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Tuesday, April 19, 2011

The Incredibles Blu-ray Review

Quite possibly my favorite Pixar movie to date, The Incredibles is finally on Blu-ray! After making The Iron Giant, which was a critical but not commercial success, Brad Bird joined Pixar to make their first movie with humans as the lead characters. Initially, Disney wanted to make it a live action movie but that idea was turned down by John Lasseter. As Bird said later, “Basically, I came into a wonderful studio, frightened a lot of people with how many presents I wanted for Christmas, and then got almost everything I asked for.”



Film (5 out of 5 stars)

The Incredibles is a brilliant hybrid of a superhero family combined with a James Bond vibe thanks to the Ken Adam inspired production design and a soundtrack from Michael Giacchino, that brilliantly pays homage to John Barry. (Barry was Bird’s first choice to do the score and Pixar even showed Barry the trailer for the movie scored to On Her Majesty’s Secret Service, but he refused the job because he didn’t want to duplicate his past efforts).
The movie opens with some newsreel clips that set up the world for the viewers and explains that there are super-humans (or supers as they are nicknamed) among us who can do amazing things. One of them is Mr. Incredible (Craig T. Nelson) who can perform extraordinary feats of strength. Another one is the lovely Elastigirl (Holly Hunter) who can stretch her body into just about any shape. The two heroes like to flirt with each other while they fight crime but while Mr. Incredible talks about taking it easy and settling down, Elastigirl claims to have no interest in doing so since she feels she is at the top of her game.
Or so she says, because right away (after foiling some more crimes), Mr. Incredible and Elastigirl get married. Well at least their alter egos do. Despite their dangerous profession newlyweds Bob and Helen Parr continue to fight crime, even though times are changing and it’s become harder to be a superhero. First Mr. Incredible has to deal with a fan/stalker named Buddy (Jason Lee) who is a young kid who wants to be his sidekick. Although Buddy doesn’t have any powers, he is an impressive inventor but Mr. Incredible rejects him because he likes to work alone. Things get even worse for Mr. Incredible when he saves a man jumping to his death and later a train full of people that almost derailed, when he is sued by the very people he saved. Due to all of the lawsuits, the Federal government starts the Superhero Relocation Program, that forces the supers into basically a witness protection program where they are no longer allowed so exhibit their powers in public.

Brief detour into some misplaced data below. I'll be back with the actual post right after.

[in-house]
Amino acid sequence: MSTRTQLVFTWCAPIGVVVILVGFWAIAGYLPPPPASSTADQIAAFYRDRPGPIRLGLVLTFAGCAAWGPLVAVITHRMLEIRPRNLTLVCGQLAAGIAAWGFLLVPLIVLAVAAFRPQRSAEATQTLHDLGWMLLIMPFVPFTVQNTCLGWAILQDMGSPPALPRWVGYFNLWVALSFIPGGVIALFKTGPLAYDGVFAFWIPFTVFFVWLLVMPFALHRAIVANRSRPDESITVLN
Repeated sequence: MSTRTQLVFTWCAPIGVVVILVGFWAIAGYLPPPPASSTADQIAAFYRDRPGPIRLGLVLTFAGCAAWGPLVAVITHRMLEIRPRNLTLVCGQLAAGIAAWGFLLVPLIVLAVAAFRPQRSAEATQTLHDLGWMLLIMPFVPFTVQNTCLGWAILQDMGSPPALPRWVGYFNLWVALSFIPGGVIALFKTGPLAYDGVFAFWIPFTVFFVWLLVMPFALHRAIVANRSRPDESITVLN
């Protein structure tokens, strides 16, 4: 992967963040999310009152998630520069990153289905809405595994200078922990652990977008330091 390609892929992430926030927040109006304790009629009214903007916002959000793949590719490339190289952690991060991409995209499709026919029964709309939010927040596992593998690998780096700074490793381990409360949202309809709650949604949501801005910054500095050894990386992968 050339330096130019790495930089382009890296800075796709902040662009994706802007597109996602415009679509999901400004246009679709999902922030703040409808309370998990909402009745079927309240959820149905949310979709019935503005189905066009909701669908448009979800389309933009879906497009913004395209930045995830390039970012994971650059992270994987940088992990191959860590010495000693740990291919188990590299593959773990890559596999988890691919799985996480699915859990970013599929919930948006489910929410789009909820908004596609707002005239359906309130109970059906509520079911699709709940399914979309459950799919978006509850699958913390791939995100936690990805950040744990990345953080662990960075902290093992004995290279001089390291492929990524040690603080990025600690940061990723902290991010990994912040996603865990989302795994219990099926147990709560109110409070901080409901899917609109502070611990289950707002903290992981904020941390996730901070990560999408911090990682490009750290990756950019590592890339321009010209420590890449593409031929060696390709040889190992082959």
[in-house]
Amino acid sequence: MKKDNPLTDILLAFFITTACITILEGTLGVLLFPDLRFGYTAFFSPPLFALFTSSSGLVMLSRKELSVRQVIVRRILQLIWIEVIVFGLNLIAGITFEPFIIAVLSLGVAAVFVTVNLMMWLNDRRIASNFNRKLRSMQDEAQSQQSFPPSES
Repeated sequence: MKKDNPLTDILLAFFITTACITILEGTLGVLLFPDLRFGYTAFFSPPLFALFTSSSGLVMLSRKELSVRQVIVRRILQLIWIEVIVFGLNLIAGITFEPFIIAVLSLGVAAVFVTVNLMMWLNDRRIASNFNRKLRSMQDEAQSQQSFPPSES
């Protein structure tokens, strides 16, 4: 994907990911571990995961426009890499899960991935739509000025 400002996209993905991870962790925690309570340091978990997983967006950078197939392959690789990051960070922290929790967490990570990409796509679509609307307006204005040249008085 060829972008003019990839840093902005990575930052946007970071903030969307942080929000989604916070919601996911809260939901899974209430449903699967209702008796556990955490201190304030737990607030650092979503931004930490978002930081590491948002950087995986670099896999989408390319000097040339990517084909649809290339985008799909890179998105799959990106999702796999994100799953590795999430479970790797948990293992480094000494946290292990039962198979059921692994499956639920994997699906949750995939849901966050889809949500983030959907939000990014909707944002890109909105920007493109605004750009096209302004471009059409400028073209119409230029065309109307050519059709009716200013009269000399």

Fifteen years later, and Bob Parr is working in a soul-crushing environment for an insurance company. It’s a dead end job that offers no creativity and more importantly for Bob, no chance to to feel like he’s making a difference and helping people. He does what he can to help people, whether it’s approving claims or helping an old lady circumvent the deliberately unmanageable bureaucracy that the insurance company uses to foil claims. Of course, Bob’s actions don’t go unnoticed, and he soon is chastised by his boss Mr. Huph (Wallace Shawn) and eventually loses his job when he finally loses his temper when throws his boss through several walls because he wasn’t allowed to stop a crime that happened during the lecture. Feeling frustrated and despondent at what his life has become, Bob doesn’t tell his family about the loss of his job and doesn’t accept a chance to relocate the family again since they just finished unpacking their current house. His only release is his weekly get together with his buddy Frozone (Samuel L. Jackson) when they listen to the police scanner so they can relive the old days.
That little bit of excitement keeps him going but he’s unhappy and unsatisfied with how his life has turned out. When he discovers a a hidden message from a woman named Mirage (Elizabeth Pena) offering a top secret job that will pay a lot of money for him to use his superpowers, Bob jumps at the chance. His first job is to travel to a remote island to stop an OmniDroid 9000 which is a rampaging killer robot that has adaptive learning which makes it a high level threat. Putting on his old uniform (which doesn’t fit that well anymore), Mr. Incredible goes into action once again and manages to stop the robot. Thanks to the success of that mission, Mr. Incredible continues to get new jobs from the mysterious Mirage. Now that he’s finally being allowed to do what he loves, Bob changes his attitude towards his life. He starts working out, spending more time with his kids, and it also improves his relationship with Helen as well.
Armed with a new uniform from Edna (a pint size costume designer/dictator), Mr. Incredible returns to the island again for a meeting with Mirage that turns into a deadly ambush with the new and improved OmniDroid. Mr. Incredible is quickly beaten by the robot and discovers he had been duped the entire time since the robot was improved upon based on the lessons learned from the earlier fight. The entire plan was hatched by a new villain named Syndrome who has a personal interest in destroying Mr. Incredible. Defeated, depressed, and imprisoned on the island by Syndrome, Mr. Incredible’s only chance of rescue is from his own family.